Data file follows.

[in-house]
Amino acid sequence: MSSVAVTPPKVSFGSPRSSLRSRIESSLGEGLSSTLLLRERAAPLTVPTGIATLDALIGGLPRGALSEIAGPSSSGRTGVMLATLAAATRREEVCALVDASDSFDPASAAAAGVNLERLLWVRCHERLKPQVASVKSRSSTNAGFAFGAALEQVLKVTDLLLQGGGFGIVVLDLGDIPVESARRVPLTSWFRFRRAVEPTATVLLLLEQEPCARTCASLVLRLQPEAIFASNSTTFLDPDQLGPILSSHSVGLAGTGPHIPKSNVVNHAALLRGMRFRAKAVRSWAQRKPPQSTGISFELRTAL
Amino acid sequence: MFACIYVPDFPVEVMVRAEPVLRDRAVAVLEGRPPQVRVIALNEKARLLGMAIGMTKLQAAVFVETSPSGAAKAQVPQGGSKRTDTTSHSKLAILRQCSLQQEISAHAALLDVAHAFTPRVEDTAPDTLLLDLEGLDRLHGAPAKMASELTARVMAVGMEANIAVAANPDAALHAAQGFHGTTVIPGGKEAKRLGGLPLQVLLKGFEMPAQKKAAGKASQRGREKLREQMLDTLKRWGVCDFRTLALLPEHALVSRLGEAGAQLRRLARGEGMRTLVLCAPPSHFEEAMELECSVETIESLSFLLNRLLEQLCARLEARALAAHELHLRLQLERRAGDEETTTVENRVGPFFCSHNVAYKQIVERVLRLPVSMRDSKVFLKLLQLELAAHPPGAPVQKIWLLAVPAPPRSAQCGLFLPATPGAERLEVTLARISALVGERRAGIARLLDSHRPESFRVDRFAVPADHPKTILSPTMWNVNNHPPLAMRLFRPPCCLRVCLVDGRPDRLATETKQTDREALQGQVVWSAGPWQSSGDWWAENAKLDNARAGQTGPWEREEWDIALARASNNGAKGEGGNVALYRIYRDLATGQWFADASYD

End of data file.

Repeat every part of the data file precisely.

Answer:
[in-house]
Amino acid sequence: MSSVAVTPPKVSFGSPRSSLRSRIESSLGEGLSSTLLLRERAAPLTVPTGIATLDALIGGLPRGALSEIAGPSSSGRTGVMLATLAAATRREEVCALVDASDSFDPASAAAAGVNLERLLWVRCHERLKPQVASVKSRSSTNAGFAFGAALEQVLKVTDLLLQGGGFGIVVLDLGDIPVESARRVPLTSWFRFRRAVEPTATVLLLLEQEPCARTCASLVLRLQPEAIFASNSTTFLDPDQLGPILSSHSVGLAGTGPHIPKSNVVNHAALLRGMRFRAKAVRSWAQRKPPQSTGISFELRTAL
Amino acid sequence: MFACIYVPDFPVEVMVRAEPVLRDRAVAVLEGRPPQVRVIALNEKARLLGMAIGMTKLQAAVFVETSPSGAAKAQVPQGGSKRTDTTSHSKLAILRQCSLQQEISAHAALLDVAHAFTPRVEDTAPDTLLLDLEGLDRLHGAPAKMASELTARVMAVGMEANIAVAANPDAALHAAQGFHGTTVIPGGKEAKRLGGLPLQVLLKGFEMPAQKKAAGKASQRGREKLREQMLDTLKRWGVCDFRTLALLPEHALVSRLGEAGAQLRRLARGEGMRTLVLCAPPSHFEEAMELECSVETIESLSFLLNRLLEQLCARLEARALAAHELHLRLQLERRAGDEETTTVENRVGPFFCSHNVAYKQIVERVLRLPVSMRDSKVFLKLLQLELAAHPPGAPVQKIWLLAVPAPPRSAQCGLFLPATPGAERLEVTLARISALVGERRAGIARLLDSHRPESFRVDRFAVPADHPKTILSPTMWNVNNHPPLAMRLFRPPCCLRVCLVDGRPDRLATETKQTDREALQGQVVWSAGPWQSSGDWWAENAKLDNARAGQTGPWEREEWDIALARASNNGAKGEGGNVALYRIYRDLATGQWFADASYD